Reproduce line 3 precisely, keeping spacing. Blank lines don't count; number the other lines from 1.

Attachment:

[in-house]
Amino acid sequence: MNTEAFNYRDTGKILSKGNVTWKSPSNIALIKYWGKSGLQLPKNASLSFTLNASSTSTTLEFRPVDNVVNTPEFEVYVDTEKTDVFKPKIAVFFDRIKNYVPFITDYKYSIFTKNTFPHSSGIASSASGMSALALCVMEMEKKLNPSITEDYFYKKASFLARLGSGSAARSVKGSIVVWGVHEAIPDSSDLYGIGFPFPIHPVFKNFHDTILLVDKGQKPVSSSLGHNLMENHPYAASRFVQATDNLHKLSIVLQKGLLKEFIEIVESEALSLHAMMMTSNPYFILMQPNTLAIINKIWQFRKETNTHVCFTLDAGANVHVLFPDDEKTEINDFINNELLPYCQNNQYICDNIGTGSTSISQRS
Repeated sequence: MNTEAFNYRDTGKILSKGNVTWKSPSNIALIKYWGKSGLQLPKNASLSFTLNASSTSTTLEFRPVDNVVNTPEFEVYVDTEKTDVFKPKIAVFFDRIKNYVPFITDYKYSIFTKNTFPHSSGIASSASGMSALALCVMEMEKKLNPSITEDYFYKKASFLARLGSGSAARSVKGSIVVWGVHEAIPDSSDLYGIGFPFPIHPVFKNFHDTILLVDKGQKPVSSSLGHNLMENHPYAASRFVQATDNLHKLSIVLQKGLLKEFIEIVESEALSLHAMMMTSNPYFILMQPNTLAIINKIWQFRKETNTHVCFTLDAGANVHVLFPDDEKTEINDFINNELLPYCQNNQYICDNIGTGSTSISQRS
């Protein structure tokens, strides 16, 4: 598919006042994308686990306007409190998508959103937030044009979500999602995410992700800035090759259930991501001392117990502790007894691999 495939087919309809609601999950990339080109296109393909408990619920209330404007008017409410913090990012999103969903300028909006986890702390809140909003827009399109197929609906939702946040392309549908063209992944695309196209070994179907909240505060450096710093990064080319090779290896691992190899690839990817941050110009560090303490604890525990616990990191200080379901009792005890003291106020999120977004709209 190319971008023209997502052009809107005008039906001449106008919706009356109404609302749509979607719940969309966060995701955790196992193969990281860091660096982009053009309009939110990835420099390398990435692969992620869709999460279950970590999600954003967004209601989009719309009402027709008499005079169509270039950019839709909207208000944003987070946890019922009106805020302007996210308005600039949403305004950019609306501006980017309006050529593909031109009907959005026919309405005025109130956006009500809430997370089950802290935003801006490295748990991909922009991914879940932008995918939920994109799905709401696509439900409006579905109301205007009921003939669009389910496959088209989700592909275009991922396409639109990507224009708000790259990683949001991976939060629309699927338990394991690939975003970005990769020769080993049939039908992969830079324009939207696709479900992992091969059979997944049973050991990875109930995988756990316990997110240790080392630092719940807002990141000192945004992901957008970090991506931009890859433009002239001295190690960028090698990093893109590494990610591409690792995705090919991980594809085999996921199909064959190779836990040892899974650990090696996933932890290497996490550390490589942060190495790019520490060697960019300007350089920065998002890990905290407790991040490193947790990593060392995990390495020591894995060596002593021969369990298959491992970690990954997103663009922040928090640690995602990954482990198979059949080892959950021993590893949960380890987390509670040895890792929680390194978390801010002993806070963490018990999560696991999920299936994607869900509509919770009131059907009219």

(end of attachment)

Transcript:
Repeated sequence: MNTEAFNYRDTGKILSKGNVTWKSPSNIALIKYWGKSGLQLPKNASLSFTLNASSTSTTLEFRPVDNVVNTPEFEVYVDTEKTDVFKPKIAVFFDRIKNYVPFITDYKYSIFTKNTFPHSSGIASSASGMSALALCVMEMEKKLNPSITEDYFYKKASFLARLGSGSAARSVKGSIVVWGVHEAIPDSSDLYGIGFPFPIHPVFKNFHDTILLVDKGQKPVSSSLGHNLMENHPYAASRFVQATDNLHKLSIVLQKGLLKEFIEIVESEALSLHAMMMTSNPYFILMQPNTLAIINKIWQFRKETNTHVCFTLDAGANVHVLFPDDEKTEINDFINNELLPYCQNNQYICDNIGTGSTSISQRS